When I think of how to describe my work, the word layers comes to mind, Iayers of rock, of sky and space, layers of time and of human events, layers of ideas. Also layers of paint and built up surfaces of wood and plaster.

Viewing my paintings or painted reliefs is like looking at the exposed rock face in a quarry or an ant farm or an archeological dig. They are made up of the subterranean layers of earth, the strata of rock and sub soil, the air and space above, the archeological layers of past times, people and history. These simultaneous observations of above and below, inside and out, then and now, light and dark serve as a way to explore personal layers, realities and experiences as well as broader topics of culture, history and politics. I hope to show the present as informed, influenced and connected to the past and moving toward the future.

I often find that the imagery in my work pulls towards the subterranean zone and I have to struggle to get the surface air and light into it. The below-ground imagery has a dark aspect to it, both in the lack of sunlight as well as in the feeling that it represents the hard to speak of hidden parts of myself or of the world around me. I always feel a need to find the light, to get to the surface and inject a positive energy into the work. This struggle against the pull of the dark side of things is one of the strong motivating forces in my work.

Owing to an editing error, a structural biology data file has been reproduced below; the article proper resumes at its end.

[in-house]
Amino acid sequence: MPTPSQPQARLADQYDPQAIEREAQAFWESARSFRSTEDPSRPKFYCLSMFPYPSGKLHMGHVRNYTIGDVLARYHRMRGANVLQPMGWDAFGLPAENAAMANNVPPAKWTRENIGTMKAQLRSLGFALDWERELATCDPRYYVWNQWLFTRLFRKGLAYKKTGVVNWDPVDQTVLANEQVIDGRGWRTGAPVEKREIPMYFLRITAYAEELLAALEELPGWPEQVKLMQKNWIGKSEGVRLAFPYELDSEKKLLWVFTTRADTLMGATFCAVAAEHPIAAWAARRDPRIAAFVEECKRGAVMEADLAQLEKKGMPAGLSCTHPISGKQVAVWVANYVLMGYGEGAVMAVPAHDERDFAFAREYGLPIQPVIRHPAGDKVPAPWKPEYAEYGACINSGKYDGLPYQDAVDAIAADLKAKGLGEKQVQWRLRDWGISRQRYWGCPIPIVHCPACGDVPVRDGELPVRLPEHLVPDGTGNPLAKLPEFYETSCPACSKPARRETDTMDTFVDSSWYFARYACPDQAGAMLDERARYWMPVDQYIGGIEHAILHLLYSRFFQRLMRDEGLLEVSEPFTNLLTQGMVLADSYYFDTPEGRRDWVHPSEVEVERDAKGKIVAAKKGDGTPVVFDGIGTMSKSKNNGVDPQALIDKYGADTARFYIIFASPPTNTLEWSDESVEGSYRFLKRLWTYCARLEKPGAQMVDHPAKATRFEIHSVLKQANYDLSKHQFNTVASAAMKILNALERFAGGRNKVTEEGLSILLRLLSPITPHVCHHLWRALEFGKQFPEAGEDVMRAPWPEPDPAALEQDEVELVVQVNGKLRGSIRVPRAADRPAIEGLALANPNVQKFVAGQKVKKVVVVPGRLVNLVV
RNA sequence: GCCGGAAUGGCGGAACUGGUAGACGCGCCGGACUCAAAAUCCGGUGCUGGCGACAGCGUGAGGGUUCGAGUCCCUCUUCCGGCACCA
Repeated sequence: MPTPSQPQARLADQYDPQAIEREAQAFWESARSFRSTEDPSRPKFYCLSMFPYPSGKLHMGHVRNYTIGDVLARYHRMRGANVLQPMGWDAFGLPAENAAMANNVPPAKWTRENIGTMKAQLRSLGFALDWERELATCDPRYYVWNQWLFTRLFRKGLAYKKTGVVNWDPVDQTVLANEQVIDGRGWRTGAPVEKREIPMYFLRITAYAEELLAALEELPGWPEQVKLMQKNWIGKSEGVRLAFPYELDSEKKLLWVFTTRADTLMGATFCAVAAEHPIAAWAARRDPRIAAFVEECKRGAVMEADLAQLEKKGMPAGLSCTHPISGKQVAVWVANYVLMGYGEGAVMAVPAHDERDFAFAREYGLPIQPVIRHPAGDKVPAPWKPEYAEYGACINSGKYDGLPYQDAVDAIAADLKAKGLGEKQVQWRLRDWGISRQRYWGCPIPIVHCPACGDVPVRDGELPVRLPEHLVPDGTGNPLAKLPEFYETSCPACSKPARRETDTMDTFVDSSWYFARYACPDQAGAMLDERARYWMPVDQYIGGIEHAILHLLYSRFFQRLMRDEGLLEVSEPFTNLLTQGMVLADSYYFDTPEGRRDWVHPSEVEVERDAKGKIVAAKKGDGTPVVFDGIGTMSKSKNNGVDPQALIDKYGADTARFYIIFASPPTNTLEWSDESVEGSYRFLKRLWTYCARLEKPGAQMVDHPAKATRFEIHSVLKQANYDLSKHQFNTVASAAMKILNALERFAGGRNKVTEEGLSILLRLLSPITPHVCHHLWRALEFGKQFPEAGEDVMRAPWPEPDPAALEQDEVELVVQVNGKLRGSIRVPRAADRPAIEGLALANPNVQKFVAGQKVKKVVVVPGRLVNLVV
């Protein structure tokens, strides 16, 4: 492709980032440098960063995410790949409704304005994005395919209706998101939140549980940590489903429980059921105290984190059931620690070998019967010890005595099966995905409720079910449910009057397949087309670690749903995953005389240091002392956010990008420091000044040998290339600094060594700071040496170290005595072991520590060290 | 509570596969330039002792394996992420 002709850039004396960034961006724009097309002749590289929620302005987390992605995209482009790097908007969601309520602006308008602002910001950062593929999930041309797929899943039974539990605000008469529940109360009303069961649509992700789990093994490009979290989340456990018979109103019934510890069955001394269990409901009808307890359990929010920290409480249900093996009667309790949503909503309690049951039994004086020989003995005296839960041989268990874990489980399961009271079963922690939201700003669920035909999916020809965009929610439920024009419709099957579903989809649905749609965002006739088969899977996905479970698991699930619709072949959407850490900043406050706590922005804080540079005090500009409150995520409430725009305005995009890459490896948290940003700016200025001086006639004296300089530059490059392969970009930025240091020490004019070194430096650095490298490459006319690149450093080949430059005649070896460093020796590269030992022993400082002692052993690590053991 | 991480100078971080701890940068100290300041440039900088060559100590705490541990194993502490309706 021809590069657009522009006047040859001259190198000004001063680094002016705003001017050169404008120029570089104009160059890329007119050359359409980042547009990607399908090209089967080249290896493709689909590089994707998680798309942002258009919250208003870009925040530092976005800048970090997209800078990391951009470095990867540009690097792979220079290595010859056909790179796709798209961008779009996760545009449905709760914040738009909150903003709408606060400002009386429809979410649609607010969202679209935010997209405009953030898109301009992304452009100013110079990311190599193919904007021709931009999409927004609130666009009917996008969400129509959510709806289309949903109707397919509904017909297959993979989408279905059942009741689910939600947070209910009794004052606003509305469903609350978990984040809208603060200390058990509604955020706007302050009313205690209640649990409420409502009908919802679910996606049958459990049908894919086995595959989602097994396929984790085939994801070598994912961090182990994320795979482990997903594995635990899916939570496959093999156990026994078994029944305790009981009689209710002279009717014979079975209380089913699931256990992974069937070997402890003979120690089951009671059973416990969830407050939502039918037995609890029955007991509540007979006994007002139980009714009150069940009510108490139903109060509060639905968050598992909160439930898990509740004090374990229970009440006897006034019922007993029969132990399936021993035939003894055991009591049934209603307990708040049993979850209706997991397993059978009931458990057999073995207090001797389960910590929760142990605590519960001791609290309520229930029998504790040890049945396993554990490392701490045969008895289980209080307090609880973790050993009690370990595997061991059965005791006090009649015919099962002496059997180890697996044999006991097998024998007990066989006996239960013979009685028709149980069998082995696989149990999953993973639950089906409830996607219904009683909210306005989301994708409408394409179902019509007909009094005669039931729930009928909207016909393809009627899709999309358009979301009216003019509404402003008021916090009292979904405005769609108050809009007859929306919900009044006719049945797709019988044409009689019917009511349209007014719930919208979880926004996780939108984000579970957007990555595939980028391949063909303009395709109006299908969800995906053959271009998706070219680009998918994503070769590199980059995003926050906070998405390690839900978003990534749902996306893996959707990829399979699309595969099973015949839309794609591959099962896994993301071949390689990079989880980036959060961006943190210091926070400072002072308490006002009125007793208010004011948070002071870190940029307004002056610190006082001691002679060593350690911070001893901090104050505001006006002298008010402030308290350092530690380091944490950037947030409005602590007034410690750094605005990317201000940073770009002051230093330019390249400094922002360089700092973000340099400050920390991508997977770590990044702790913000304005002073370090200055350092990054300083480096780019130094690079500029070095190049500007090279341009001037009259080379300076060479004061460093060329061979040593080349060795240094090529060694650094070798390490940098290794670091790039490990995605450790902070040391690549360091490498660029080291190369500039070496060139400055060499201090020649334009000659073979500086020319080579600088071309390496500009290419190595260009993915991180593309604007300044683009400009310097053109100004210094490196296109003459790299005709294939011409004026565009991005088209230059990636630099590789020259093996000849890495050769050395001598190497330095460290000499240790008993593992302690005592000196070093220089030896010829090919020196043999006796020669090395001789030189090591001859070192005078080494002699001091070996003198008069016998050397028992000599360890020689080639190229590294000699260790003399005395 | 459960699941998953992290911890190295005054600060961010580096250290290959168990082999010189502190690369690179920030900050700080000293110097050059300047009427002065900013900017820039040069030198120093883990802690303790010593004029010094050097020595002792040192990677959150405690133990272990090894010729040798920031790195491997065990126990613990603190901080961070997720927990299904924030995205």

I try to achieve a visual and compositional balance between the illusionist and the sculptural, the pictorial and the abstract. I often contrast the "real" layers--the built up wood and plaster relief areas--with flat illusionist painted ones. Sometimes found objects play the same role as the sculpted layers acting as something "real" and three dimensional.


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